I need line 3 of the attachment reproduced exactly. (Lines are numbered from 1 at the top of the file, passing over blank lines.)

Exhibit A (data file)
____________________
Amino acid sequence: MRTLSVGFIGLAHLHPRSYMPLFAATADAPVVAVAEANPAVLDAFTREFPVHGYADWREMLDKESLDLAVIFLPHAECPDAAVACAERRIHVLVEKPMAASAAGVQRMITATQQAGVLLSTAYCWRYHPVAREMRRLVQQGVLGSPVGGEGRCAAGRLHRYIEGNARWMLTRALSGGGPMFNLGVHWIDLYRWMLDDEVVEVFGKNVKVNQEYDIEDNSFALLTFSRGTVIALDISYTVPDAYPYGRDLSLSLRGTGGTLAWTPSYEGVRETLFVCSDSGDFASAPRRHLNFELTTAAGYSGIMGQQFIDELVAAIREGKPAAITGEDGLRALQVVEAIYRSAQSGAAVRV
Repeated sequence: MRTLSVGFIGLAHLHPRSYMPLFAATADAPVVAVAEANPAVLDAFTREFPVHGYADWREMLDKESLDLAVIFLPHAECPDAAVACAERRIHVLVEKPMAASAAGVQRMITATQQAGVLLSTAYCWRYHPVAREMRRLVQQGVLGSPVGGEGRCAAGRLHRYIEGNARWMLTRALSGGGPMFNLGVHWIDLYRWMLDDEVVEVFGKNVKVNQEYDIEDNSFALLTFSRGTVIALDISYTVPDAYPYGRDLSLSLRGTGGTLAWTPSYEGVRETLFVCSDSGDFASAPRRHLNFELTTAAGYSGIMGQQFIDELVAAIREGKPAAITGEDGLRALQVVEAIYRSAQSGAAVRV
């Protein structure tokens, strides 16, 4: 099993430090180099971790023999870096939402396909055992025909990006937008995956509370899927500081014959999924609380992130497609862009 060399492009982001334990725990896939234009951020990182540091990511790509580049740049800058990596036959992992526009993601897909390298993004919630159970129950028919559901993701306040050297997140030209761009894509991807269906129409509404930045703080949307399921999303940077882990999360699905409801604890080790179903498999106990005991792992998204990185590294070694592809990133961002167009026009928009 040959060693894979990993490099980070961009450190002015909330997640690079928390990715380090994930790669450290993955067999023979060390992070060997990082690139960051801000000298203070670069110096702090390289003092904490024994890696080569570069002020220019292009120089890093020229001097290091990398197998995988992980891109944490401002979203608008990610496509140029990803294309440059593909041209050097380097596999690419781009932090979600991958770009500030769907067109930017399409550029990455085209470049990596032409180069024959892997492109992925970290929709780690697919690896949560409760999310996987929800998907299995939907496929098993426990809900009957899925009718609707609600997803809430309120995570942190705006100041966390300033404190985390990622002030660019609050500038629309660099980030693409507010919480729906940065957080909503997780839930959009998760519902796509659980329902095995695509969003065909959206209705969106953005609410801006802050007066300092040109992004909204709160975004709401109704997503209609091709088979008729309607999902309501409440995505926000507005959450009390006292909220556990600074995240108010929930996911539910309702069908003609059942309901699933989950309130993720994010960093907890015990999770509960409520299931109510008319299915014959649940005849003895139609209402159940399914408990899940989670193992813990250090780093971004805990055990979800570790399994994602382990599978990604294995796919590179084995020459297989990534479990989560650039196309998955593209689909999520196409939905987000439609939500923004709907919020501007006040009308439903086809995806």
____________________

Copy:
């Protein structure tokens, strides 16, 4: 099993430090180099971790023999870096939402396909055992025909990006937008995956509370899927500081014959999924609380992130497609862009 060399492009982001334990725990896939234009951020990182540091990511790509580049740049800058990596036959992992526009993601897909390298993004919630159970129950028919559901993701306040050297997140030209761009894509991807269906129409509404930045703080949307399921999303940077882990999360699905409801604890080790179903498999106990005991792992998204990185590294070694592809990133961002167009026009928009 040959060693894979990993490099980070961009450190002015909330997640690079928390990715380090994930790669450290993955067999023979060390992070060997990082690139960051801000000298203070670069110096702090390289003092904490024994890696080569570069002020220019292009120089890093020229001097290091990398197998995988992980891109944490401002979203608008990610496509140029990803294309440059593909041209050097380097596999690419781009932090979600991958770009500030769907067109930017399409550029990455085209470049990596032409180069024959892997492109992925970290929709780690697919690896949560409760999310996987929800998907299995939907496929098993426990809900009957899925009718609707609600997803809430309120995570942190705006100041966390300033404190985390990622002030660019609050500038629309660099980030693409507010919480729906940065957080909503997780839930959009998760519902796509659980329902095995695509969003065909959206209705969106953005609410801006802050007066300092040109992004909204709160975004709401109704997503209609091709088979008729309607999902309501409440995505926000507005959450009390006292909220556990600074995240108010929930996911539910309702069908003609059942309901699933989950309130993720994010960093907890015990999770509960409520299931109510008319299915014959649940005849003895139609209402159940399914408990899940989670193992813990250090780093971004805990055990979800570790399994994602382990599978990604294995796919590179084995020459297989990534479990989560650039196309998955593209689909999520196409939905987000439609939500923004709907919020501007006040009308439903086809995806």